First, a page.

When combined, it is expected that these measures will enhance the ability of employees to recover unpaid superannuation from their employers, remove idiosyncratic exemptions that currently reduce the amount of superannuation contributed to employees by their employers, and allow the Federal Government to track superannuation more effectively to inform public policy and to help identify problem employers.

 

 

FINANCIAL IMPACT

 

The bill will have no financial impact.

 

 

NOTES ON CLAUSES

 

Clause 1: Short Title

Clause 1 provides for the Bill, once enacted, to be cited as the Fair Work Amendment (Recovering Unpaid Superannuation) Act 2017 .

 

Clause 2: Commencement

Clause 2 provides for the Bill to commence from 1 July 2018.

 

Clause 3: Schedules

Clause 3 provides that legislation specified in a Schedule is amended or repealed as set out in that Schedule.

 

 

 

Schedule 1 - Amendments

Items 1 through 4 apply to the Fair Work Act 2009

 

Item 1

 

Item 1 inserts relevant definitions that reproduce the effect of definitions within the Superannuation Guarantee (Administration) Act 1992 by reference to those definitions.

 

 

Item 2

 

Item 2 allows for minimum standards under the National Employment Standards to relate to superannuation contributions.

 

Note that an expected consequence of this provision is that it would provide an avenue for the Fair Work Ombudsman to engage its authority in matters that relate to superannuation, such as recovery of unpaid employer superannuation contributions. Another expected consequence is that it would provide an avenue for employees, via subsection 539(2) of the Fair Work Act 2009 , to bring proceedings for a breach of section 44(1).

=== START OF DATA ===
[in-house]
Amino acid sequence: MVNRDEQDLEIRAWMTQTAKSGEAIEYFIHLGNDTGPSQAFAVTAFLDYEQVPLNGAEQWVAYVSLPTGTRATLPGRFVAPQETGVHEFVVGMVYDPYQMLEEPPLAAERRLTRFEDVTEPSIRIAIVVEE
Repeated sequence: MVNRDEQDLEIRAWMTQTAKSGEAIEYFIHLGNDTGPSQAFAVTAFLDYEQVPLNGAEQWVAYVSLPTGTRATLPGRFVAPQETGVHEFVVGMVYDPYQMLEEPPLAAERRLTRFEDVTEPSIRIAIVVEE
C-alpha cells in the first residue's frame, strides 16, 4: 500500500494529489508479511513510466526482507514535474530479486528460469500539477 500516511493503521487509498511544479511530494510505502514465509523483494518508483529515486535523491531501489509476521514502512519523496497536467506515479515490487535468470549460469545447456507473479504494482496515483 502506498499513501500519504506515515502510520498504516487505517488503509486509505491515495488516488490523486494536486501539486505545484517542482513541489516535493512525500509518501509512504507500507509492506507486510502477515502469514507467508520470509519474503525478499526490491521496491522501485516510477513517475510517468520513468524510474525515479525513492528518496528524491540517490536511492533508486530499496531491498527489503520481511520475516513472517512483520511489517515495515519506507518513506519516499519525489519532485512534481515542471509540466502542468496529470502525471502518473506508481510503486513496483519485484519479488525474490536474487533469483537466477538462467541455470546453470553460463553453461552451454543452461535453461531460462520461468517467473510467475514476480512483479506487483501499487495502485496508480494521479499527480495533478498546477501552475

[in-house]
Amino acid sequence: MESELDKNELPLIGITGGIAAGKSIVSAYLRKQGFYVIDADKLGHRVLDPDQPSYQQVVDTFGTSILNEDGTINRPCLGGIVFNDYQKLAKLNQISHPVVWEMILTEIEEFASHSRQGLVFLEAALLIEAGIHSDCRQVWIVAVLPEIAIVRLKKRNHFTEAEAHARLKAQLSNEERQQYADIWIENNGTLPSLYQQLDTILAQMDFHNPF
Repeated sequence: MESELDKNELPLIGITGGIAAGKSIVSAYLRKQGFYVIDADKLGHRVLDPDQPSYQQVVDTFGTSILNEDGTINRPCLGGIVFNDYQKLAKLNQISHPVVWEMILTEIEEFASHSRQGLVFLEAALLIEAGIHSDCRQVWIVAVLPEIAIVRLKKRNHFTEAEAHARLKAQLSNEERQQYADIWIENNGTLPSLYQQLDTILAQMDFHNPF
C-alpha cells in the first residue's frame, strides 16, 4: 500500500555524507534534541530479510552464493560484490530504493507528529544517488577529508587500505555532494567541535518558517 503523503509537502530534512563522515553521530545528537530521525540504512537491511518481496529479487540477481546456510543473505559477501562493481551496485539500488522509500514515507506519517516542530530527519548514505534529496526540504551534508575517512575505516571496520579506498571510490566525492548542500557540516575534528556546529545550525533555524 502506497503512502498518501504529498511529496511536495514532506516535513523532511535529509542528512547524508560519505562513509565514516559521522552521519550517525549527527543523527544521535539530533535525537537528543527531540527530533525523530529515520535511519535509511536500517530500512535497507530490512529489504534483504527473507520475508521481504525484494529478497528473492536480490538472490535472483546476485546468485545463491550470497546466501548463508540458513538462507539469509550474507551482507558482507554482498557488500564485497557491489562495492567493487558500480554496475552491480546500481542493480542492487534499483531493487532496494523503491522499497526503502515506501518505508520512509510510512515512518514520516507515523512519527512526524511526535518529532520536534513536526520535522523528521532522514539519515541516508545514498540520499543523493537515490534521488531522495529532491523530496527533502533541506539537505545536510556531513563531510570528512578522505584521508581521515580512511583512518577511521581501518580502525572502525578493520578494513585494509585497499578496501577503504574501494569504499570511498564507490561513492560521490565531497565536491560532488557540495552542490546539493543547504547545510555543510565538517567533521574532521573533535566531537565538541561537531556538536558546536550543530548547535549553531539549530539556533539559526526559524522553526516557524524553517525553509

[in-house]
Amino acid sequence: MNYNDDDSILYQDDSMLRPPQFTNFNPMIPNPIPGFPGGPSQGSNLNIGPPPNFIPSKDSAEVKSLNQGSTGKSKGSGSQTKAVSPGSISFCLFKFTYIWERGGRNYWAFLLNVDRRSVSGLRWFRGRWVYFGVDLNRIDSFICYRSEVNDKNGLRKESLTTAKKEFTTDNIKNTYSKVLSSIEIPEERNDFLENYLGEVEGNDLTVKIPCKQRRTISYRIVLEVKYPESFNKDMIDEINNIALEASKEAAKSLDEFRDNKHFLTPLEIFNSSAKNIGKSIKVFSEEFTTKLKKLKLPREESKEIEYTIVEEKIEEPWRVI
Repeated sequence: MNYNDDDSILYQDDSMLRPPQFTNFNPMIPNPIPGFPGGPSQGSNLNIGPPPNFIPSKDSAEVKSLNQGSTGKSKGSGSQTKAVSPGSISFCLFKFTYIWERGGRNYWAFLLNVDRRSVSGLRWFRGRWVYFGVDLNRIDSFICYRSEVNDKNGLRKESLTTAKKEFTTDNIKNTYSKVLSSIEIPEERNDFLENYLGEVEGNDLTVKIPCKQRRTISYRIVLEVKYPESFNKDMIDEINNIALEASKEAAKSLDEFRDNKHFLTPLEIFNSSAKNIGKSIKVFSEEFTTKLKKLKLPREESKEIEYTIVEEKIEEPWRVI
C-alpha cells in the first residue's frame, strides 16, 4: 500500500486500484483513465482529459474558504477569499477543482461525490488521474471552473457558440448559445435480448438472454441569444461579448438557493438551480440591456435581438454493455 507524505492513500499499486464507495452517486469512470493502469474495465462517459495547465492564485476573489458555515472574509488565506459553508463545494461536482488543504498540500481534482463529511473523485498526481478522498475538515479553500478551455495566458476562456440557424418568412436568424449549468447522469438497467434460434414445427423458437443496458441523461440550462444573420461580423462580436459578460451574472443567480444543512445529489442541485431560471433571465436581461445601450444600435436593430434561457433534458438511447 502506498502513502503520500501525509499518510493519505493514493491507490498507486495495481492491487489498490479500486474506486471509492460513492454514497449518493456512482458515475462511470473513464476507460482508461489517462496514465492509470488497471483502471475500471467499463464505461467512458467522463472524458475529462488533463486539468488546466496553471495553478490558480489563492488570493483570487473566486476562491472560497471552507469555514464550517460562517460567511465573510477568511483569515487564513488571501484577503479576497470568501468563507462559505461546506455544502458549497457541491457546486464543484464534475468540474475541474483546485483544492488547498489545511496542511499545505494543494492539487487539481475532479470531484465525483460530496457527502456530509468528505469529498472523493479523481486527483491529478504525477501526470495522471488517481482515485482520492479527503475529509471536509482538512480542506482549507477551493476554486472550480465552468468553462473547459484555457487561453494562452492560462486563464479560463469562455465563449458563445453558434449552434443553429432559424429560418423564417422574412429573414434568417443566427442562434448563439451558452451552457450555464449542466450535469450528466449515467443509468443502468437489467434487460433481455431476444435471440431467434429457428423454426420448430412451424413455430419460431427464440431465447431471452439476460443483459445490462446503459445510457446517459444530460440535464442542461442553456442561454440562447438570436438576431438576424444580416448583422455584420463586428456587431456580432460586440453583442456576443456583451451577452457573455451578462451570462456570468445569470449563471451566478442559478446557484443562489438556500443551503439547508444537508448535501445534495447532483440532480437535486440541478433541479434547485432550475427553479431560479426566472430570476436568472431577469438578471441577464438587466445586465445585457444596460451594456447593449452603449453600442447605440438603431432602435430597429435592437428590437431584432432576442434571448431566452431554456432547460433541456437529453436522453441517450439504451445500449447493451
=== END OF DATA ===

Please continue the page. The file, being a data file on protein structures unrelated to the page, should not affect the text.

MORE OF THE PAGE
Further, it should be noted that under section 545, the Federal Court or the Federal Circuit Court may make any order the court considers appropriate if the court is satisfied that a person has contravened, or proposes to contravene, a civil remedy provision, as provided under Part 4-1 of the Act.

 

 

Item 3

 

Item 3 inserts a new division, Division 11A, which seeks to strengthen transparency arrangements for employees to track their paid and unpaid employer superannuation contributions.

 

Section 123A exempts defined benefit schemes from the application of Division 11A.

 

Section 123B creates an obligation for employers on behalf of their employees to contribute an amount at least equal to the superannuation guarantee amount to a complying superannuation fund or Retirement Savings Account (RSA). The contribution is to be made in relation to each pay period, and within one month after the beginning of each of those pay periods. Contributions must be made in compliance with the choice of fund requirements under the Superannuation.

 

Section 123C requires employers to provide written or electronic notice to their employees for each pay period that sets out details of the superannuation contributions made by the employer for the benefit of the employee for that period. If a superannuation payment has not been made by the employer for the benefit of the employee for that pay period, or for any earlier pay period, the notice must also include when the employer expects to make each superannuation contribution, and the total amount of the unpaid superannuation contributions.

 

If the employer makes a superannuation contribution for the benefit of an employee that relates to an earlier pay period for which the employer had not made a contribution and had provided such notice, the employer must provide notice of the contribution now made.

All notices must be provided to the employee no later than the time the employer gives the employee a pay slip relating to the pay period, and include:

·          the name of the superannuation fund to which the contribution was made; and

·          the amount of the superannuation contribution made to that fund;

·          if the contribution amount is less than the superannuation guarantee amount for that pay period, the amount of the shortfall; and

·          the date on which the superannuation contribution was made.

 

 

Item 4

 

Item 4 enacts amendments of this Act apply to pay periods beginning or after the commencement of the Act.

 

 

Items 5 through 8 apply to the S uperannuation Guarantee (Administration) Act 1992

 

Item 5

 

Item 5 clarifies that amounts contributed to a superannuation fund by an employee or RSA under a salary sacrifice arrangement are not contributions by the employer of the employee.

 

 

Item 6

 

Item 6 repeals subsection 27(2); subsection 27(2) currently states that employees who are paid less than $450 by way of salary or wages in a calendar month do not form part of the calculations by employers for individual superannuation guarantee shortfalls.